ROANOKE, Va. - ITT Corp. has agreed to pay a $100 million penalty for illegally sending classified night-vision technology used in military operations to China and other countries, U.S. Attorney John Brownlee announced Tuesday.
ITT, the leading manufacturer of night-vision equipment for U.S. armed forces, will plead guilty in U.S. District Court on Wednesday to two felony charges, Brownlee said at a news conference. One count is export of defense articles without a license and the other is omission of statements of material facts in arms exports reports.
"The criminal actions of this corporation had threatened to turn on the lights on the modern battlefield for our enemies and expose American soldiers to great harm," Brownlee said.
ITT defense-related technical data was given to China, Singapore and the United Kingdom in order to cut costs, government investigators said.
"Placing profits ahead of the security of our nation is simply not acceptable for any corporation," Homeland Security Assistant Secretary Julie Myers said in a statement.
ITT, which Brownlee said is the U.S. military's 12th largest systems supplier, is the first major defense contractor convicted of a criminal violation under the Arms Export Control Act that a Brownlee spokesman said was passed in 1976.
ITT chief executive Steven Loranger noted that the case related to the actions of a few individuals in one of 15 business units, but said the company "regrets very much that these serious violations occurred."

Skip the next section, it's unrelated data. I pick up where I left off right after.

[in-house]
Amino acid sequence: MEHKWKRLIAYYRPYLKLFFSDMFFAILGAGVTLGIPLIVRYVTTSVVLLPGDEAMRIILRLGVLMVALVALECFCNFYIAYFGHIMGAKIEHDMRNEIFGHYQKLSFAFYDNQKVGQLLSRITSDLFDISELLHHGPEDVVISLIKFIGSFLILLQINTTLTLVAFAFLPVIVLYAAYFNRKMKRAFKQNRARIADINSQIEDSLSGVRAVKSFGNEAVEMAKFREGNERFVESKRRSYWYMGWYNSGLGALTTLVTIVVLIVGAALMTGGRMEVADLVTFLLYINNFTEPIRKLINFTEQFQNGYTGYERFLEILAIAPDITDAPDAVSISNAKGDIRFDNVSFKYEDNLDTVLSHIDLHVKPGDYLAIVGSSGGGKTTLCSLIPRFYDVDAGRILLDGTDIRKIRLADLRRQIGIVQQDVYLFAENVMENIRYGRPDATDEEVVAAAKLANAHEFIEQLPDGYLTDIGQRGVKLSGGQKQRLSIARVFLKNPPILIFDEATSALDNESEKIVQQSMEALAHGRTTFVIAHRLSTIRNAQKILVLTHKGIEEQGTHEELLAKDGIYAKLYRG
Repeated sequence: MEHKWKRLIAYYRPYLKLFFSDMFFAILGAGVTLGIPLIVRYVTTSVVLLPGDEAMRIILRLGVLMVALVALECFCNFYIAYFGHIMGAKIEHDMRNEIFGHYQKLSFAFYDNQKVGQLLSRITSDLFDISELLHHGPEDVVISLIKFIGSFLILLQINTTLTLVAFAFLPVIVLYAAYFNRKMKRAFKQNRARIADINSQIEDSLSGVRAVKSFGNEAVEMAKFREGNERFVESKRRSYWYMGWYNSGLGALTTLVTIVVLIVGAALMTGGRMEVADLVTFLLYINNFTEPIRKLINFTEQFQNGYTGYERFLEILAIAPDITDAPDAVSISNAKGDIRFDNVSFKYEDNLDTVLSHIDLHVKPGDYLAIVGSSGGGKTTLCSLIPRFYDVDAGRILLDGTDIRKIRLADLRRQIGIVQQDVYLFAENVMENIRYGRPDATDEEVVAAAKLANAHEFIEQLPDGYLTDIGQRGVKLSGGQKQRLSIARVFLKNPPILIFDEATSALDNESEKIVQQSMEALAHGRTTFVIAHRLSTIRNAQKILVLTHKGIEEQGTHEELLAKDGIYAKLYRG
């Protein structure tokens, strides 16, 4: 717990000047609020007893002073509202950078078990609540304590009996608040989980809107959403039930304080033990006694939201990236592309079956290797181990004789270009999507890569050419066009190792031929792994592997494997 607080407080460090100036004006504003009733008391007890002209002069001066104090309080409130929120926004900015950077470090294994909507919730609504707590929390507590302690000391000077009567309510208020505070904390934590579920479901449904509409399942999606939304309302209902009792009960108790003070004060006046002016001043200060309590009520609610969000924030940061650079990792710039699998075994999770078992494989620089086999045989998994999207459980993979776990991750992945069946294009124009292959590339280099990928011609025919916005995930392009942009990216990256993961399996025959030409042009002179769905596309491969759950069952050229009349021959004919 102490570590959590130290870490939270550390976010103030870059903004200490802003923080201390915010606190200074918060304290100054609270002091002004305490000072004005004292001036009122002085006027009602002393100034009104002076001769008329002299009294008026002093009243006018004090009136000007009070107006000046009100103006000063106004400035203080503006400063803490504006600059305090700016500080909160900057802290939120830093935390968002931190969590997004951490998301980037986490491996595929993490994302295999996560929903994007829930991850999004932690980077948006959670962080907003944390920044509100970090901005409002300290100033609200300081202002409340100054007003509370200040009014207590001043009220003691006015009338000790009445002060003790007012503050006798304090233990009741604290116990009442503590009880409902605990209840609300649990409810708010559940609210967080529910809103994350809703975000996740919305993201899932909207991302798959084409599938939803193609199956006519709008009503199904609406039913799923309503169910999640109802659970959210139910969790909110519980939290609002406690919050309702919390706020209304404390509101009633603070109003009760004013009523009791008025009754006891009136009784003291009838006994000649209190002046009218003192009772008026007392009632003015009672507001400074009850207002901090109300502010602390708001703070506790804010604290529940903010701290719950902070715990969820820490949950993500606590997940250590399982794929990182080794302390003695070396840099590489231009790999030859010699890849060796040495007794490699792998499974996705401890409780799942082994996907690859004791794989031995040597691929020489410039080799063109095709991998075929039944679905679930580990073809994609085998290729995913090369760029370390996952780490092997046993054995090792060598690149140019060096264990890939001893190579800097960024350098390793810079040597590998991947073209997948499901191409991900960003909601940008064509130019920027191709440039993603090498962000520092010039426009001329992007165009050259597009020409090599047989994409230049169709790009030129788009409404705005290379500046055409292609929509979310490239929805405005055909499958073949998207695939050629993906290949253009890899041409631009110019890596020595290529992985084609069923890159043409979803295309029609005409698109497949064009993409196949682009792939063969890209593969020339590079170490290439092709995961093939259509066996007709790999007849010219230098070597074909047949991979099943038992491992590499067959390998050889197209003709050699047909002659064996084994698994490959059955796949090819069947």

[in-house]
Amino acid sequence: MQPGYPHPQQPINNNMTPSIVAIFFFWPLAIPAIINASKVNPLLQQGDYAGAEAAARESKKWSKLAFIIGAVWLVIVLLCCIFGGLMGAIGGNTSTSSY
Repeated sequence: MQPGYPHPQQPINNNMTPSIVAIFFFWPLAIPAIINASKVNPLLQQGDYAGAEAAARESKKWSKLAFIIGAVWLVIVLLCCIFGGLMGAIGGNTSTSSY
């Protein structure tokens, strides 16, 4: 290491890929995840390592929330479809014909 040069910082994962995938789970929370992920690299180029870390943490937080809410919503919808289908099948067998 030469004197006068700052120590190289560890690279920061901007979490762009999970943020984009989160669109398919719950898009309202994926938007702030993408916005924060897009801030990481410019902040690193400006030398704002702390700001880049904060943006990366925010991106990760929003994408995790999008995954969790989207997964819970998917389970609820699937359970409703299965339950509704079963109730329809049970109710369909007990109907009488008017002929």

"I want to reinforce, however, that the heart of our night vision goggles - the tube - is secure," he said. "No information regarding the tube was ever compromised."
According to the prosecutor, ITT agreed to pay a $2 million criminal fine, forfeit $28 million in illegal proceeds to the U.S. government and pay $20 million to the State Department.
"ITT will pay $50 million in restitution to the victims of their crimes - the American soldier," Brownlee said.
The fine will be suspended for five years and the White Plains, N.Y.-based company can reduce it dollar-for-dollar by investing in the development and production of more advanced night-vision technology so the U.S. military maintains battlefield advantage.
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